Syria refugee crisis FAQ: How the war is affecting children

Syria crisis: Fast facts

• 13.5 million people in Syria need humanitarian assistance due to a violent civil war.1
• 4.8 million Syrians are refugees, and 6.5 million are displaced within Syria; half of those affected are children.2
• Children affected by the Syrian conflict are at risk of becoming ill, malnourished, abused, or exploited. Millions have been forced to quit school. See photo slideshow.
• Most Syrian refugees remain in the Middle East, in Turkey, Lebanon, Jordan, Iraq, and Egypt; slightly more than 10 percent of the refugees have fled to Europe.3
• Peace negotiations continue despite a fraying and piecemeal ceasefire.

Why are Syrians fleeing their homes?

• Violence: Since the Syrian civil war began, as many as 386,000 people have been killed, including nearly 14,000 children, says the Syrian Observatory for Human Rights. The war has become more deadly since foreign powers joined the conflict.
• Collapsed infrastructure: Within Syria, healthcare, education systems, and other infrastructure have been destroyed; the economy is shattered.
• Children’s safety: Syrian children — the nation’s hope for a better future — have lost loved ones, suffered injuries, missed years of schooling, and witnessed unspeakable violence and brutality. Warring parties forcibly recruit children to serve as fighters, human shields, and in support roles, according to the U.S. State Department.

What are the refugees’ greatest needs?


• Syrians fleeing conflict need all the basics to sustain their lives: food, clothing, health assistance, shelter, and household and hygiene items.
• They need reliable supplies of clean water, as well as sanitation facilities.
• Children need a safe environment and a chance to play and go to school.
• Adults need employment options in case of long-term displacement.
• Prayer: Learn how you can pray for Syrian refugees. Join with others as we #PrayForRefugees.
• Compassion: Read this article in Christianity Today by World Vision President, Rich Stearns about treating refugees with the compassion of Christ.

  

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How does the war in Syria affect children?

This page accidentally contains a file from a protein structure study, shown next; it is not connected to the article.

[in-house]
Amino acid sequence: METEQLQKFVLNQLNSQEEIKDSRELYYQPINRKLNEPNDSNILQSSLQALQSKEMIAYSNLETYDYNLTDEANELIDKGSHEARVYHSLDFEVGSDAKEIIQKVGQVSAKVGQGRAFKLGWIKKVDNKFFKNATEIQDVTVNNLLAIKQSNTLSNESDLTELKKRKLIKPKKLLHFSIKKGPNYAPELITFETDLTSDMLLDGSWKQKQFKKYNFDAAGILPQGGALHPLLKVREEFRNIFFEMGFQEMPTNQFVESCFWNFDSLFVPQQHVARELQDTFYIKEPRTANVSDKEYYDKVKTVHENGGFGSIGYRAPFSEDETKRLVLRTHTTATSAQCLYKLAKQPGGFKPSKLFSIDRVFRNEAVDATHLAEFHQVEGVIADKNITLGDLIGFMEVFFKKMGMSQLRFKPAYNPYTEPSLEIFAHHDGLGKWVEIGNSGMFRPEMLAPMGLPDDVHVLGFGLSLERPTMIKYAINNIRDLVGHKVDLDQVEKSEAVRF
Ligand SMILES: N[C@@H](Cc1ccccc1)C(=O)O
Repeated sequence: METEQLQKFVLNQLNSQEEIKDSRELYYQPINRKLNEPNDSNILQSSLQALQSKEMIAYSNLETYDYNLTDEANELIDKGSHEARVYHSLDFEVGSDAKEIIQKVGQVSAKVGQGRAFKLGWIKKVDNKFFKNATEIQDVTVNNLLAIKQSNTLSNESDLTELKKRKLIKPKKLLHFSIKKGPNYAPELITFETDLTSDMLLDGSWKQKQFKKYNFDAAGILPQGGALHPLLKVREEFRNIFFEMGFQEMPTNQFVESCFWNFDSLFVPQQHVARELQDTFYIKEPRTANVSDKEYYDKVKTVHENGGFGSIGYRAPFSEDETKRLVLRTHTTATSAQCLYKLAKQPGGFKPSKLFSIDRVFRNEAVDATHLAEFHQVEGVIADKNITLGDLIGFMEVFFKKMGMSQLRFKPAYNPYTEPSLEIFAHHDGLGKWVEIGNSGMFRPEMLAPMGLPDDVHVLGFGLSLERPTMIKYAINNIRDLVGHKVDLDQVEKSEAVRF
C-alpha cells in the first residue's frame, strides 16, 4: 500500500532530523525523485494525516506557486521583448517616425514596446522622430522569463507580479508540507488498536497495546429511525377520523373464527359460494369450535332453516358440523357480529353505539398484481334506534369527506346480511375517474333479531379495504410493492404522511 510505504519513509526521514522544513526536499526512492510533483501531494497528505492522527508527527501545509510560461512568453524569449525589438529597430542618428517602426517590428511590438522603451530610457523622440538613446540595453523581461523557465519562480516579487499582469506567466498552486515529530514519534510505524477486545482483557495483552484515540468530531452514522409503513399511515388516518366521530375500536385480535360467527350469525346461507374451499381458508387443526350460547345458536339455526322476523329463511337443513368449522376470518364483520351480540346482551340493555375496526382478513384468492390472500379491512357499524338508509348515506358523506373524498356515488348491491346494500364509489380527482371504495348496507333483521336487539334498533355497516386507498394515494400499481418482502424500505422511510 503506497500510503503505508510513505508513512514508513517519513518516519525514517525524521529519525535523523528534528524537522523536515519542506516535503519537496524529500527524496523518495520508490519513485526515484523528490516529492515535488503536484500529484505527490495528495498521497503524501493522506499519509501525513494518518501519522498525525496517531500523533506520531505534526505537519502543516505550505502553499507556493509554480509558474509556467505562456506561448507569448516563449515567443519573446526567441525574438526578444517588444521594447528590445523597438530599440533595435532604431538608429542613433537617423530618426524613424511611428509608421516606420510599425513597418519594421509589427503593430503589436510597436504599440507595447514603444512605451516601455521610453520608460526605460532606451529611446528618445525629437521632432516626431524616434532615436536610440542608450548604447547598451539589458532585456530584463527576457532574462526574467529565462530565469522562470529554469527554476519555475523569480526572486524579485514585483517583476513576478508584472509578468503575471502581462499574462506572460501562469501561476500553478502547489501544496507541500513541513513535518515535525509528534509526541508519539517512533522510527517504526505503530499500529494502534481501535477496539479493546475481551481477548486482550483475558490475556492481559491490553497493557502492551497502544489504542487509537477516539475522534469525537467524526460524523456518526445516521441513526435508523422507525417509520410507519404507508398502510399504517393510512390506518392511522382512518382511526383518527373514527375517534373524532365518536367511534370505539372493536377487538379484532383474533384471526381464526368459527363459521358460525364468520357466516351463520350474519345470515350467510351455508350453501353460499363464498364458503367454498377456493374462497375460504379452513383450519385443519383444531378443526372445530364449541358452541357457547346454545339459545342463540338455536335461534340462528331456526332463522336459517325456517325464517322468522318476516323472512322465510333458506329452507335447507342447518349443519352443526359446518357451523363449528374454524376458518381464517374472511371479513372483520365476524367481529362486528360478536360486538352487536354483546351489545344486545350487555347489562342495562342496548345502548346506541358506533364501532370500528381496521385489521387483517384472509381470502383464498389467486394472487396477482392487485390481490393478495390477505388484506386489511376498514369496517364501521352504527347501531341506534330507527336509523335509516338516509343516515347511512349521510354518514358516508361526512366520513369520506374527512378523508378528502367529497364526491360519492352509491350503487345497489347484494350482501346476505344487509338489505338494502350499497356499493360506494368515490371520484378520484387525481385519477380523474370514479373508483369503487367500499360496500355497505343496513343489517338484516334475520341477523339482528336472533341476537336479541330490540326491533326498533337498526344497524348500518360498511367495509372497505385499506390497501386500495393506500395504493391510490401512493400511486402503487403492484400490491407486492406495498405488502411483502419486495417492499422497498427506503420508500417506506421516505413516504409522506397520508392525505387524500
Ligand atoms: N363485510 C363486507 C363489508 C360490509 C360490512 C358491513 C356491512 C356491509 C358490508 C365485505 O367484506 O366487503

Read about how the war is affecting Syria's children in a special report from the World Vision magazine, "Syria Crisis and the Scars of War."

• Children are susceptible to malnutrition and diseases brought on by poor sanitation, including diarrheal diseases like cholera. Cold weather increases the risk of pneumonia and other respiratory infections.

• Many refugee children have to work to support their families. Often they labor in dangerous or demeaning circumstances for little pay.

• Children are more vulnerable to sexual abuse and exploitation in unfamiliar and overcrowded conditions. Without adequate income to support their families and fearful of their daughters being molested, parents — especially single mothers — may opt to arrange marriage for girls, some as young as 13.

• Between 2 million and 3 million Syrian children are not attending school. The U.N. children’s agency says the war reversed 10 years of progress in education for Syrian children.

How is World Vision helping refugees and others affected by the crisis?

Since the Syria crisis began in 2011, World Vision has helped more than 2 million people in Syria, Lebanon, Jordan, and Iraq. We also provide aid in Serbia to refugees fleeing to Europe. Learn more about how World Vision responds to emergencies with short-term relief and long-term recovery. View response map to see how we've helped so far (PDF).

• Syria: Food aid, health assistance, hygiene support, baby care kits, water and sanitation, shelter repair kits, winterization supplies.

• Iraq: Food aid, health services, water and sanitation, baby kits, stoves and other winter supplies; for children: education and recreation, programming for life skills, peace building and resilience.

• Jordan and Lebanon: Personal and household supplies, clean water and sanitation, education and recreation, Child-Friendly Spaces and child protection training for adults, winter kits and psychosocial support for children.

• Serbia: Basic necessities, including cold-weather gear for refugees traveling to Europe; Child-Friendly Spaces and rest areas for women and babies.

  

Help refugees today. 

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Ways to help refugees

Raise funds to help refugees

Set up a fundraising page to share with your friends. 

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Do something at your church

Host a Refugee Sunday event at your church. Learn how it works.

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Raise your voice for refugees

Ask your representatives to work together to help refugees.

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Related content

FREE ebook

Learn how to help your church understand their role. Download the ebook (PDF) by World Vision President, Rich Stearns.

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Refugee Hub

Learn more about how to help refugees and what World Vision doing on their behalf.

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Created with reporting from Brian Jonson and Patricia Mouamar, World Vision communications staff in Lebanon and Jordan, and Chris Huber, Kathryn Reid, and Denise C. Koenig in the United States.

Sources

1. http://www.acaps.org/country/syria 

2. http://data.unhcr.org/syrianrefugees/regional.php 

3. http://data.unhcr.org/syrianrefugees/asylum.php